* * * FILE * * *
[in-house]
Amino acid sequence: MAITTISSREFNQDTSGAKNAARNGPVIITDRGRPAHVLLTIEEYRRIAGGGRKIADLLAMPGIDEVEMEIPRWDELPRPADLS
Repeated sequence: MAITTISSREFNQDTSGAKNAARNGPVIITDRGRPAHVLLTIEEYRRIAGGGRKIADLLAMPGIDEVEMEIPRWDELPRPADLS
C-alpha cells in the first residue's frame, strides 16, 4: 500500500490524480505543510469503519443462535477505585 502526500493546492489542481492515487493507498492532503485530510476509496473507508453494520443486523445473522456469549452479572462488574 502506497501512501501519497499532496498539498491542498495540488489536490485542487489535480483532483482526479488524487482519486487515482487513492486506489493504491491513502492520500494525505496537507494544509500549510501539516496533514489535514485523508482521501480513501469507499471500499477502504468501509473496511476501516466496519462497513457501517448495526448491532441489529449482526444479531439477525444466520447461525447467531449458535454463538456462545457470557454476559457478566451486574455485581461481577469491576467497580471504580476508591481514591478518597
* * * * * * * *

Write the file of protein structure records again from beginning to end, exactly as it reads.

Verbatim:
[in-house]
Amino acid sequence: MAITTISSREFNQDTSGAKNAARNGPVIITDRGRPAHVLLTIEEYRRIAGGGRKIADLLAMPGIDEVEMEIPRWDELPRPADLS
Repeated sequence: MAITTISSREFNQDTSGAKNAARNGPVIITDRGRPAHVLLTIEEYRRIAGGGRKIADLLAMPGIDEVEMEIPRWDELPRPADLS
C-alpha cells in the first residue's frame, strides 16, 4: 500500500490524480505543510469503519443462535477505585 502526500493546492489542481492515487493507498492532503485530510476509496473507508453494520443486523445473522456469549452479572462488574 502506497501512501501519497499532496498539498491542498495540488489536490485542487489535480483532483482526479488524487482519486487515482487513492486506489493504491491513502492520500494525505496537507494544509500549510501539516496533514489535514485523508482521501480513501469507499471500499477502504468501509473496511476501516466496519462497513457501517448495526448491532441489529449482526444479531439477525444466520447461525447467531449458535454463538456462545457470557454476559457478566451486574455485581461481577469491576467497580471504580476508591481514591478518597